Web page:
The effects of climate change in Zambia that washed away the country’s agriculture wealth in recent seasons will now be mitigated through legal reforms and budget funding for sustained control of the environment until 2026 as demanded by President Hakainde Hichilema.
Zambia mooted a four year 8th National Development Plan for the period 2022 to 2026 last April and is anchored on economic transformation and job creation, human and social development, environmental sustainability, and good governance environment as the four pillars.
It aspires to promote decentralization by devolution of power to the grassroots and ensure enhanced service delivery at the local level including promoting agriculture growth at household levels.
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Speaking through minister of Green Economy and Environment-Collins Nzovu during the launch of the Africa Climate Week President Hichilema has directed the inclusion of various interventions in the strategic plan to ensure the environment is protected to avoid economic losses.
Efforts have been stepped up through law drafters to devise legal and policy reforms on the environment, and on ensuring that climate change was combated and ultimately protect the environment to benefit future generations.
“President Hichilema does not mince his words when it comes to the environment: he has included climate change in the eighth national development plan (8NDP). The inclusion of intervention measures in the 8ndp is to ensure that by 2026, the new dawn government will be measured on how well it would have protected the environment during its first term of office.”
Part of the Constituency Development Fund (CDF)-funding intended for developing local communities in all 10 provinces will be disbursed through the budgeted K26 million (US$1.5 million) to protect the environment.
President Hichilema implored all interest groups, including civil society organisations to join hands in remedying the effects of the climatic changes that have reversed economic gains made in the country after failed crops, damage to infrastructure, forcing the use of other resources in the treasury to mitigate.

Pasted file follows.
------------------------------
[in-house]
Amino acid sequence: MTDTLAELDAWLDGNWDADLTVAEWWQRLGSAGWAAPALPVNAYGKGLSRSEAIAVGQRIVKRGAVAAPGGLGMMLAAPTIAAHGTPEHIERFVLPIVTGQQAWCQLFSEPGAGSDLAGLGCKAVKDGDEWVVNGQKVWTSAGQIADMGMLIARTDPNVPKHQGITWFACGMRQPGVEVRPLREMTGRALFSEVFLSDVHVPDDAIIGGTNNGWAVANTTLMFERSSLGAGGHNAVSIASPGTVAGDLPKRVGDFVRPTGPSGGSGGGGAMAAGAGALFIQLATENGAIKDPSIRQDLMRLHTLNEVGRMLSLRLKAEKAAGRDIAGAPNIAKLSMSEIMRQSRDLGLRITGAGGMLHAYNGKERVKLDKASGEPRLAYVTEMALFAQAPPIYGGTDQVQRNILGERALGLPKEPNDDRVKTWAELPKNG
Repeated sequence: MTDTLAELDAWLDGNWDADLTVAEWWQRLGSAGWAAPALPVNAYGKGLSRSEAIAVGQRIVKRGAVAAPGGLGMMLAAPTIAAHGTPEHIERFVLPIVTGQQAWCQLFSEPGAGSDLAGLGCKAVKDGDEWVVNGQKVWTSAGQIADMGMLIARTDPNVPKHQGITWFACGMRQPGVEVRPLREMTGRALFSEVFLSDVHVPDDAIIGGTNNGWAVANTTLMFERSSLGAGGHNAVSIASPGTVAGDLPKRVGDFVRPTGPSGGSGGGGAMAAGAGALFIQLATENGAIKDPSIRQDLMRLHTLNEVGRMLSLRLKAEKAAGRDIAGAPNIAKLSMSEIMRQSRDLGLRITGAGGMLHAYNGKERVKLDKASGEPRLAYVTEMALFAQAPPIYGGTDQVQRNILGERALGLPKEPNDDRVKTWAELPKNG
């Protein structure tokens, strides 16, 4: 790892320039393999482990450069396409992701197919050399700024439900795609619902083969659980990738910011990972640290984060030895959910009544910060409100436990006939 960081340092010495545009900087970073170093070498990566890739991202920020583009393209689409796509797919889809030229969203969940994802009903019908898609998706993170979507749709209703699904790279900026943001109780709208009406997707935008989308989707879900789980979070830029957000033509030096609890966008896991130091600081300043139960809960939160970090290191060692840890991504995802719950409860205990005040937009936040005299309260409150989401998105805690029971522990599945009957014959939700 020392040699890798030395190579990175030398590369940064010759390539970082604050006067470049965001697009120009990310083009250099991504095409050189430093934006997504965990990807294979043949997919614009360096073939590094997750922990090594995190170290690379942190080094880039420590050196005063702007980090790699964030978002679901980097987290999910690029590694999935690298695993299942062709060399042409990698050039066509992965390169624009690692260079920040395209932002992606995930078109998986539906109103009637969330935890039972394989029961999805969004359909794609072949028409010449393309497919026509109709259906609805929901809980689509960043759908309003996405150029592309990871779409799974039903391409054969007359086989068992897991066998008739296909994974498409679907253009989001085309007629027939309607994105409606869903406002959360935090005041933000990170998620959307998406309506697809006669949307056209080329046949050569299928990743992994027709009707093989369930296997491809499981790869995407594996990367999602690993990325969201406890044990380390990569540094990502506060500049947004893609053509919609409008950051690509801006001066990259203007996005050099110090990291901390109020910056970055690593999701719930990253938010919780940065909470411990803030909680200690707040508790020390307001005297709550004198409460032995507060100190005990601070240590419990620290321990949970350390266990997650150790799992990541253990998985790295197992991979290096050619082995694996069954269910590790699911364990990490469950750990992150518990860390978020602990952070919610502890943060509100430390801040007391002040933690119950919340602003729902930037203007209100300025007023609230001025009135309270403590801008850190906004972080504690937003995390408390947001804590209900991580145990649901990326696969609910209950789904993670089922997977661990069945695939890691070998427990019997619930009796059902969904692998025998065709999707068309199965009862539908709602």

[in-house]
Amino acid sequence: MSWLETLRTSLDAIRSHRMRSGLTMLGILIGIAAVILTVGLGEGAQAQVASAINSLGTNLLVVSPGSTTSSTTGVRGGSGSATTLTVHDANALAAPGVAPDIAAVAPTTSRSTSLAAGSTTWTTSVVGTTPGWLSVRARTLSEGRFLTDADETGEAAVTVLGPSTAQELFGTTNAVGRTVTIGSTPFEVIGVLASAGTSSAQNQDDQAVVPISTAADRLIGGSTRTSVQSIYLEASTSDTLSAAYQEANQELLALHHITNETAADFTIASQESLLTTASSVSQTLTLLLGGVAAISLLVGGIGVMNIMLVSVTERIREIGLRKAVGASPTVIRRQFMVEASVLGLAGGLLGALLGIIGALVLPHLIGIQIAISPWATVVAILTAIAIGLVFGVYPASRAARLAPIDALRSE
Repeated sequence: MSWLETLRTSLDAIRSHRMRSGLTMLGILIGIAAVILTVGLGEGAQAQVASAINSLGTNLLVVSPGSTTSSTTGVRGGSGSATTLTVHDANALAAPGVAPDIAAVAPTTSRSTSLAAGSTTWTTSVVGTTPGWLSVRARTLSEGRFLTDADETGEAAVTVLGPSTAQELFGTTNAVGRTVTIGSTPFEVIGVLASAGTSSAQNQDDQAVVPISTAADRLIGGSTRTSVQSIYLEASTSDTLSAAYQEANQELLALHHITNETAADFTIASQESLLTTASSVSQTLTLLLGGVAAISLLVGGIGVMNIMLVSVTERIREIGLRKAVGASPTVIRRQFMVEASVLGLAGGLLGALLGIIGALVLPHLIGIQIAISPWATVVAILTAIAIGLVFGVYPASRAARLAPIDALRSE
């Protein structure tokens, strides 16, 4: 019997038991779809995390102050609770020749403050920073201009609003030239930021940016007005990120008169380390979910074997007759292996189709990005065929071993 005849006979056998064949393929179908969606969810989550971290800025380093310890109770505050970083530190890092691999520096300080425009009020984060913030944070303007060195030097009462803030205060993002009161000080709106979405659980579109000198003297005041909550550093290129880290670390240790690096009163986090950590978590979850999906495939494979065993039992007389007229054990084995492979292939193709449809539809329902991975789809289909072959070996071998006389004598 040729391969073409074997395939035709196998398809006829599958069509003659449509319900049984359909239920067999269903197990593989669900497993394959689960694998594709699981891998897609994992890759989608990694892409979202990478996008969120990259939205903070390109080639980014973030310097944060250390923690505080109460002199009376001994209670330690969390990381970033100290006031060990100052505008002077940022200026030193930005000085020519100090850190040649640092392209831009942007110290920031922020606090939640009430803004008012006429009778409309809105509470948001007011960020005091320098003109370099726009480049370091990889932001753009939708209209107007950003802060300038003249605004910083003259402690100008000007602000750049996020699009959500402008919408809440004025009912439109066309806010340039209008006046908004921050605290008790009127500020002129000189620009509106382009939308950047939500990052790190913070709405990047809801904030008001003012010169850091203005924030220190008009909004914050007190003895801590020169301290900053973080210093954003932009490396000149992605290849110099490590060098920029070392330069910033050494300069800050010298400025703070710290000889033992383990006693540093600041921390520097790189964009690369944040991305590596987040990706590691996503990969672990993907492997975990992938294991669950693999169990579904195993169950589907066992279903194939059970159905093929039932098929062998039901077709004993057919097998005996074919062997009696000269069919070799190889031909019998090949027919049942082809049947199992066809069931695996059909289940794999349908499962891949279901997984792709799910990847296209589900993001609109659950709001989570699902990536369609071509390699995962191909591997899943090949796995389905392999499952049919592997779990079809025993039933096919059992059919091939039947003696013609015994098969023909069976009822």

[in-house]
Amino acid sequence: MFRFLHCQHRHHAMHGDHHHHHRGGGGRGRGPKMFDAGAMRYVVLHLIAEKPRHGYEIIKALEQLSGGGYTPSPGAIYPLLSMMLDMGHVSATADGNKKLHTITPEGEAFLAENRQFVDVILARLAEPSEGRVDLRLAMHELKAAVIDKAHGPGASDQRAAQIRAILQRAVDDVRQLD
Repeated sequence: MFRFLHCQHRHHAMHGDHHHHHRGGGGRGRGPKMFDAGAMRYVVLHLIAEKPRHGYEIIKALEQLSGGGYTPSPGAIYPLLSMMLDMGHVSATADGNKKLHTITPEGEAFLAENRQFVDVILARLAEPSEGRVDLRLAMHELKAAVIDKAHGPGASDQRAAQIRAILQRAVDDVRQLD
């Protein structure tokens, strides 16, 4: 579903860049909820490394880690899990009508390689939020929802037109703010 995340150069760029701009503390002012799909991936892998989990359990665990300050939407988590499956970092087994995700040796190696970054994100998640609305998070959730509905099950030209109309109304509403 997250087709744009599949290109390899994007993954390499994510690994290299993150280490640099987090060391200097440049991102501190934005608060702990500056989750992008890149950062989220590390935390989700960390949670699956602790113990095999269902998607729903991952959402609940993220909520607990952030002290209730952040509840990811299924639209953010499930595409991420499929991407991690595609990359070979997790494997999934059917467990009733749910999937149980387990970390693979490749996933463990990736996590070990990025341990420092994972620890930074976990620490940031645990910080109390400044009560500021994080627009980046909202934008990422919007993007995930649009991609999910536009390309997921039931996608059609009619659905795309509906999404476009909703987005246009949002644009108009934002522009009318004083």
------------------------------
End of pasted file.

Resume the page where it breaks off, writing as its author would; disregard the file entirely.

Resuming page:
And Worldwide Fund for Nature (WWF) country director-Nkombo Nachilala speaking through her acting chief conservation officer Beauty Mbaleread commended Zambia for various efforts into initiating a Green and Clean economy climate action agenda for Zambia, a move that has helped the country to be recognized globally ahead of the 27th Session on the Climate Change Conference of Parties (Commonly known as COP27) in Egypt next November.
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Ms. Nachilala noted Africa’s vulnerabilities and potential exposure of the controversial issue towards loss and damage. The oncoming COP27, dubbed ‘this year’s African COP’ it is hoped, would resolve concerns of climate financing from donors that remains unfulfilled unlike pledges.
WWF is cognissant of Africa’s potential to be a sustainability leader for green growth but needs countervailing measures to avert climate change effects now and in the future with a call for all to act responsibly and be united as African nations.
WWF urged Zambia as the current chair to lobby and ensure the fulfillment US$100 billion climate change financing is actualized, priority of Adaptation initiatives through the Adaptation Fund to be scaled-up and promote Nature-based solutions to be scaled up as mitigation initiatives.
Other calls for Zambia to lobby are the inclusion of Indigenous and local knowledge to Africa’s response to Climate Change; innovation and Technology transfer must be supported among countries from the North towards the most vulnerable countries in the south.
The approach of Just Climate Action through a gender lens should be a conversation holistically discussed at this year’s COP as African women make up 80% of rural farmers who are in the frontlines of the crisis.
The Africa Climate Week was held from August 29 to September 1 and hosted under the auspices of the UN Climate Change in collaboration with global partners UN Development Programme (UNDP), the UN Environment Programme (UNEP) and the World Bank Group.
This year’s climate change week seeks to explore Africa’s resilience against climate risks, the transition to a low-emission economy and create partnerships to solve pressing climate change challenges.
During the Stockholm +50 summit in Sweden last June, Minister Nzovu called for increased green and sustainable development to help unlock chances of mobilising institutional and private investments for greening developing economies.
Many African Developing countries face problems in accessing financial resources from various accredited entity of the financial mechanisms and called for simplification of modalities for accessing adaptation funds.
African Governments, he contended many African countries are drawing on their national budgets for adaptation or responding to climate related disaster.
There is enough scientific justification for the requirement for increasing financial resources for adaptation needs, as outlined in the recent reports of the Intergovernmental Panel on Climate Change (IPCC).
Africa’s adaptation is an absolute necessity and means a difference between survival and starvation for most of people, especially in rural communities.
“While we do appreciate and acknowledge that there is a role for private sector in scaling up financing, we are mindful of the limitations, especially as it relates to adaptation funding,” Mr. Nzovu told the meeting.